Time, as the hours for leisure increase so does the opportunity for travel. Changes in work days or hours, school calendars will affect how and when people can travel. The overall travel pattern has moved from a two week vacation to 6-8 three or four day mini-vacations per year.
Money, the majority of travel requires discretionary income. Discretionary income is money left over after all monetary obligations (food, rent and taxes) have been paid.
Mobility, is the access to transportation (car, bus, plane, train or ship) and the hours required to get to their destination.
Motivation, is the reason people travel. Motivations may include seeking novelty, education, meet new people, adventure or stress reduction.
Jafari's four platforms
Advocacy platform: 1950's - 1960's. Tourism considered an ideal activity with few negative impacts for tourist destinations. Government should promote tourism.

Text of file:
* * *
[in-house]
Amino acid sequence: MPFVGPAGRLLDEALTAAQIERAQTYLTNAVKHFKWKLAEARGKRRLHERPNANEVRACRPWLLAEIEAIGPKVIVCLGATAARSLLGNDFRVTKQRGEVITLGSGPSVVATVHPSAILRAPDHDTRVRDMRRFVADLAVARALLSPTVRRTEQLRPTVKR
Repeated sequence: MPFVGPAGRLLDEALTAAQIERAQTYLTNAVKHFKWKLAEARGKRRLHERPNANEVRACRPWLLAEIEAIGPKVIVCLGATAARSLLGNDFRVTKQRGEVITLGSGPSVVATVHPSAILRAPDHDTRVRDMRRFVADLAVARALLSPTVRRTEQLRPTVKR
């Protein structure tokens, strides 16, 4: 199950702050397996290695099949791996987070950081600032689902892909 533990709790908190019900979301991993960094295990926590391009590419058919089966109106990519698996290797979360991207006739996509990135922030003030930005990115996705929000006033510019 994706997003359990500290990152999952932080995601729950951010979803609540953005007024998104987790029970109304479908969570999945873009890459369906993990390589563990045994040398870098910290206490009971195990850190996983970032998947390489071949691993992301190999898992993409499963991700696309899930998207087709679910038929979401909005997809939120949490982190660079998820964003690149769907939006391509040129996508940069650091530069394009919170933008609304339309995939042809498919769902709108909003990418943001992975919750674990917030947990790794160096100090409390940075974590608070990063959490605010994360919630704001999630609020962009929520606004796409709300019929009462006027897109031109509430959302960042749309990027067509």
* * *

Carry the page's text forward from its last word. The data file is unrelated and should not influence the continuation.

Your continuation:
Cautionary platform: 1970's. Proposed that tourism would eventually result in negative impacts for tourism destinations unless it was carefully planned and regulated.
Adaptancy platform: 1980"s. Promoted less mass tourism and more alternative tourism. Alternative tourism included: home stays; cultural villages and volunteer tourism.
Knowledge-based platform: 1990's. Promotes planning for specific tourism activities and destinations which attempt to scientifically determine impacts and capacities for tourism destinations.
Four core criteria of Ecotourism.
1) A form of tourism. The most common reason for travel is visiting friends and relatives (VFR). A "tourist" will also travel outside of their normal residence and spend a specific amount of time at a destination.
2) Basis in nature. Attractions are based primarily on a natural environment (ecosystem) or some component of that environment. It also may have a cultural component associated with the natural environment.
3) Learning. Visitors are motivated by the opportunity to gain knowledge or appreciation of a natural area or culture.
4) Sustainability. Sustainable is a critical factor in any ecotourism definition. It is "development that meets the needs of the present without compromising the ability of future generations to meet their own needs" (WCED, 1987, p. 43).